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Despite mounting geopolitical risks and large domestic imbalances, the gradual rebalancing in the oil market due to the successful implementation of the OPEC oil cut deal is shoring up the outlook for the Middle East and North Africa. The region is expected to grow 3.1% in 2018, which is unchanged from last month’s estimate. 2018’s reading will mark an improvement over the meager 1.9% rise expected for this year, which would represent the weakest expansion in over three decades. Our panel projects regional growth of 3.4% in 2019.
This month’s stable growth prospects for MENA reflect that downgrades to eight out of the 16 economies surveyed were offset by improving projections for seven economies, including Egypt, Qatar and Saudi Arabia. The forecast for Israel was left unchanged.
While the Yemeni economy is expected to be the best performer in 2018, panelists cut 1.9 percentage points to its forecast as analysts are less optimistic about an end to the civil war next year. At the other end of the spectrum, Saudi Arabia is expected to be the region’s laggard as a consequence of the harsh austerity adopted in recent years. Of the remaining major economies in the region, Egypt is expected to experience the fastest growth rate.
Head on over to our MENA page for more recent economic news on the region.
SAUDI ARABIA | Government announces expansionary budget for 2018
The economy, which has been battered by harsh austerity measures, is struggling to regain momentum following the contraction in output seen in the first half of the year. The government had to slash public spending in order to reduce its massive deficit due to the fall in oil prices. Despite being in better shape than the oil-related and public sectors, as shown by the non-oil PMI, activity in the private sector remains relatively weak as it is heavily reliant on government spending. In an attempt to reverse this situation, Finance Minister Mohammed Al-Jadaan recently announced that the 2018 budget will be more expansionary. That said, he restated the government’s aim of reaching a balanced budget in 2020, as oil prices are expected to rally further and the economic diversification away from oil should lead to additional revenues.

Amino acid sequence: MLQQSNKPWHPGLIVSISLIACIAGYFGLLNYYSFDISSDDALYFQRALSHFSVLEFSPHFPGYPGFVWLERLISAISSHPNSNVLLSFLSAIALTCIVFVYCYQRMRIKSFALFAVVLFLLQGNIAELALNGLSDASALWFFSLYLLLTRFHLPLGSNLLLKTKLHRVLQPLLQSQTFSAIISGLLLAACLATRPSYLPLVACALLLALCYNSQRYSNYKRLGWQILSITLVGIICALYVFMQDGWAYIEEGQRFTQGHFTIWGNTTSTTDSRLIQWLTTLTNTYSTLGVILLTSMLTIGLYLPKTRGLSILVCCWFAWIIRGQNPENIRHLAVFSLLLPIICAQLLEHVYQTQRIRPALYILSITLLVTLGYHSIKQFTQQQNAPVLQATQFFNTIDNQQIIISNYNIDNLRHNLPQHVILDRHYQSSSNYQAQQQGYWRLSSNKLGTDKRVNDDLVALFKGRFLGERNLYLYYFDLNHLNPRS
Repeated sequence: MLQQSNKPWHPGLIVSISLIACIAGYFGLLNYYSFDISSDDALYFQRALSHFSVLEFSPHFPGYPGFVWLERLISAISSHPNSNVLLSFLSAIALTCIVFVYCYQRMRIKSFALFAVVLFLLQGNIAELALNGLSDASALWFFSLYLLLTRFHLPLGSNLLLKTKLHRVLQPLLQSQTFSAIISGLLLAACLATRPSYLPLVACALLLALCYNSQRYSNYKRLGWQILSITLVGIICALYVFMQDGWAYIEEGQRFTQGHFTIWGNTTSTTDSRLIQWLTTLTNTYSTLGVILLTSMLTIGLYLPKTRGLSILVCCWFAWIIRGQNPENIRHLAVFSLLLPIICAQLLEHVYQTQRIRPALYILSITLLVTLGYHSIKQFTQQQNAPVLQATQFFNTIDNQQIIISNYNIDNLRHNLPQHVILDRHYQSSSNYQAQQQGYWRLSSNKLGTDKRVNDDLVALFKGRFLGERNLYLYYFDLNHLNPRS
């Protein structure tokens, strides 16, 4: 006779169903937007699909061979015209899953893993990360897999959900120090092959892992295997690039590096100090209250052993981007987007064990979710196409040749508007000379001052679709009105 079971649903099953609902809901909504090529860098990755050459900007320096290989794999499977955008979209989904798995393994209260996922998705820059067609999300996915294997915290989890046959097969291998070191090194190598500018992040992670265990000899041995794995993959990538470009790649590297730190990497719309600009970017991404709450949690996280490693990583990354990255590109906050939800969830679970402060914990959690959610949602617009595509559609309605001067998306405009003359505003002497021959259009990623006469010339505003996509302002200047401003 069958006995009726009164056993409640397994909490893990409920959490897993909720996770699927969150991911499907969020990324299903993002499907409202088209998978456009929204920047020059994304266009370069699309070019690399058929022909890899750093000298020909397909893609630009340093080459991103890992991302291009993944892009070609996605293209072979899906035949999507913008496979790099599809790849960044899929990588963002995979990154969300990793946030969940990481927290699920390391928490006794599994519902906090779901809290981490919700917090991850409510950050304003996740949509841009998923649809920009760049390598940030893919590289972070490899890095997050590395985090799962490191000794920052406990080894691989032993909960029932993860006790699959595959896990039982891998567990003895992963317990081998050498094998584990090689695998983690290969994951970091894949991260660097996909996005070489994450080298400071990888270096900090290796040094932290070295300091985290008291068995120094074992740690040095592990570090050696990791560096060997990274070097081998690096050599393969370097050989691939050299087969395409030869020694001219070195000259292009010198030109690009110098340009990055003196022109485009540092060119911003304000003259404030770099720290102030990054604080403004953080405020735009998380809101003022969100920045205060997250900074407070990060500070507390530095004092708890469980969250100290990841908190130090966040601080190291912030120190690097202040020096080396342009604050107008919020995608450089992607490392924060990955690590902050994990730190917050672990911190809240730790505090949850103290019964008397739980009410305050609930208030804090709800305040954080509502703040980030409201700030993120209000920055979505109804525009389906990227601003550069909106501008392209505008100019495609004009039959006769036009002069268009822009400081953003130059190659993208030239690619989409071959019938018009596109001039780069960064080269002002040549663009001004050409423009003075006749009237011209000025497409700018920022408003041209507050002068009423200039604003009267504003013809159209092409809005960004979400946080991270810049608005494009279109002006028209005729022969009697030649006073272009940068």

A more supportive fiscal stance and the recovery in oil prices should lead the economy to rebound in 2018. That said, the recovery will be limited by the expected extension of the OPEC oil curb deal well into 2018 and the implementation of VAT. Met the why particular Consensus Forecast panelists pencil in growth of 1.7% next year, which is up 0.2 percentage points from last month’s projection. In 2019, growth is seen picking up pace to 2.6%.
UAE | Economic dynamics continue to improve in October
Once again in Q3, the expansion of the non-oil sector appeared to drive economic growth. Despite ticking down in September, the PMI signaled higher employment and lower input cost inflation. Moreover, with September’s reading, the monthly PMI through Q3 pointed to the strongest quarterly expansion of the non-oil economy in two years. Furthermore, a decline in export orders in September appeared to confirm that domestic demand drove economic activity despite the sluggishness of the oil sector, which could face an extension of OPEC production cuts if the market fails to adequately rebalance before year end. Additional oil production cuts next quarter would almost certainly widen the spending gap in 2018 despite the recent implementation of a broad array of new excise taxes. That said, despite the red ink, the economy’s improved health is apparent; the Central Bank clawed back excess liquidity from the market for a third consecutive month in September amid the ongoing influx of bank deposits.
Stronger external demand is expected to support the economy next year through higher oil prices and the ongoing expansion of the non-oil sector. Fixed investment is also expected to get a boost from preparations for the Dubai 2020 World Expo. Met the why particular panelists expect GDP to rise 3.0% in 2018, which is down 0.1 percentage point from last month’s forecast, and 3.2% in 2019.